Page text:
The Company has identified two reportable segments in which it currently has business operations: (i) Fulfillment Services and (ii) Real Estate operations. Fulfillment Services performs subscription fulfillment and related services for publishers and other customers. Real Estate operations primarily include land sales activities, which involve the obtaining of approvals and the sale of both developed and undeveloped lots to homebuilders, commercial users and others, as well as investments in commercial and investment properties. Certain common expenses as well as identifiable assets are allocated among reportable segments based upon management’s estimate of each segment’s absorption. Other revenues and expenses not identifiable with a specific segment are shown as a separate segment in this presentation.

 

The accounting policies of the segments are the same as those described in Note 1. See Note 14 for disclosure regarding differences between the U.S. federal statutory income tax rate to the actual tax provision. The following tables set forth summarized data relative to the industry segments in which the Company operated (other than with respect to discontinued operations) (in thousands):

 

   Fulfillment
Services
   Real Estate
Operations
   Corporate
and
Other
   Consolidated 
Year ended April 30, 2015:                    
Revenues (a)  $43,684   $6,366   $(260)  $49,790 
Net income (loss)  $(1,630)  $(3,367)  $1,413   $(3,584)
Provision (benefit) for income taxes   (877)   (1,977)   722   (2,132)
Interest expense (income), net   700    2,730    (1,815)   1,615 
Depreciation and amortization   2,999    91    174    3,264 
Impairment of assets   771    1,809    -    2,580 
EBITDA (b)  $1,963   $(714)  $494   $1,743 
                     
Total assets excluding assets of discontinued operations  $59,743   $82,187   $(4,890)  $137,040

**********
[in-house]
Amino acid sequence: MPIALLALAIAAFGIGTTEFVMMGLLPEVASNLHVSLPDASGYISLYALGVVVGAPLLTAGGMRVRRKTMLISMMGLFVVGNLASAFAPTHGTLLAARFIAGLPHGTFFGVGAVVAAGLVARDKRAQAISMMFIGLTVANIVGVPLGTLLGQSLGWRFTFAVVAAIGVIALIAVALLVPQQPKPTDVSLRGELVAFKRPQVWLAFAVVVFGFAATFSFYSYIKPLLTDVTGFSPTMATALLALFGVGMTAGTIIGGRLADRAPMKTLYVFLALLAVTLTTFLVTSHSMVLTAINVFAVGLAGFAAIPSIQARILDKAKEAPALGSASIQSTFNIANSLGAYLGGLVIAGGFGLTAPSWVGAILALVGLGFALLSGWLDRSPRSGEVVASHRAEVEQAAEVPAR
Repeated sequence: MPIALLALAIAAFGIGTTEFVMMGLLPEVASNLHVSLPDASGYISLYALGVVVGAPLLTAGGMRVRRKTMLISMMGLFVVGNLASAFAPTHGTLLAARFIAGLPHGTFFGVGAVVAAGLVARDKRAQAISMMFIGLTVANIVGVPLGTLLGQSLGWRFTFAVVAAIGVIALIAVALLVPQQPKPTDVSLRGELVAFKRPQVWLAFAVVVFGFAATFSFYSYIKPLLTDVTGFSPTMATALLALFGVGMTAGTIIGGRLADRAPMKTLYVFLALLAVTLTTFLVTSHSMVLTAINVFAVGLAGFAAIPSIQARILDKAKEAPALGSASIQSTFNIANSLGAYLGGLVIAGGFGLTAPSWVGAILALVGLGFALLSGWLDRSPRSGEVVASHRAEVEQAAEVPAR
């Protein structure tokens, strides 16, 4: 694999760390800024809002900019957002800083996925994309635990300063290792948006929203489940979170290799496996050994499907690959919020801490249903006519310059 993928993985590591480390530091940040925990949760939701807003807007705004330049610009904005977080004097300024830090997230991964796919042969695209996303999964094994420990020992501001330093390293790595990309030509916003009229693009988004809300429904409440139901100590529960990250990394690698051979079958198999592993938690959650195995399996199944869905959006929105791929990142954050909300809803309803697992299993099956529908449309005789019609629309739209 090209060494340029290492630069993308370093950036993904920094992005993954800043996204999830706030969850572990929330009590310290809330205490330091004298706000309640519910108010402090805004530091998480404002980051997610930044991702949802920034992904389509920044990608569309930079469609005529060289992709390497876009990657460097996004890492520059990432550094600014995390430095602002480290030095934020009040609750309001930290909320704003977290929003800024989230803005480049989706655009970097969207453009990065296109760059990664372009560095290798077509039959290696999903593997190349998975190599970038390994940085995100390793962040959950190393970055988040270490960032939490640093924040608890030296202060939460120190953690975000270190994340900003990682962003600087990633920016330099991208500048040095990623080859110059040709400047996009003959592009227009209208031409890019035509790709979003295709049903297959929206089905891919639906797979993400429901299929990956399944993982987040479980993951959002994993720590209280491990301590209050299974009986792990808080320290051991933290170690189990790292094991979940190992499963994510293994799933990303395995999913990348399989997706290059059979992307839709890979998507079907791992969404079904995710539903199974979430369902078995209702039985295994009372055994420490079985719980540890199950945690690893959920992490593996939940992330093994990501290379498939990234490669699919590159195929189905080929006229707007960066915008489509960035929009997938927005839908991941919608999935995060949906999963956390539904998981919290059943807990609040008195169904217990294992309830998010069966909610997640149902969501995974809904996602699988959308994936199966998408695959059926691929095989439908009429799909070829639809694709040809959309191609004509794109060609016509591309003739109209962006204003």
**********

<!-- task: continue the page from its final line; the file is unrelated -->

Total liabilities excluding liabilities of discontinued operations  $36,245   $37,744   $(28,876)  $45,113 
Capital expenditures  $1,127   $-   $-   $1,127 
                     
Year ended April 30, 2014:                    
Revenues (a)  $58,479   $4,000   $(282)  $62,197 
Net income (loss)  $1,689   $(3,838)  $1,502   $(647)
Provision (benefit) for income taxes   697    (2,103)   839    (567)
Interest expense (income), net   730    2,740    (1,749)   1,721 
Depreciation and amortization   3,506    80    (396)   3,190 
Impairment of assets   -    686    -    686 
EBITDA (b)  $6,622   $(2,435)  $196   $4,383 
                     
Total assets excluding assets of discontinued operations  $58,672   $87,508   $(2,412)  $143,768 
Total liabilities excluding liabilities of discontinued operations  $35,682   $43,521   $(35,654)  $43,549 
Capital expenditures  $1,217   $42   $-   $1,259 

 

51
 

 

(a)Revenue information provided for each segment includes amounts grouped as Other in the accompanying statements of operations. Corporate revenue is net of an intercompany revenue elimination.
(b)The Company uses EBITDA (which the Company defines as income before net interest expense, income taxes, depreciation and amortization, and non-cash impairment charges) in addition to net income (loss) as a key measure of profit or loss for segment performance and evaluation purposes.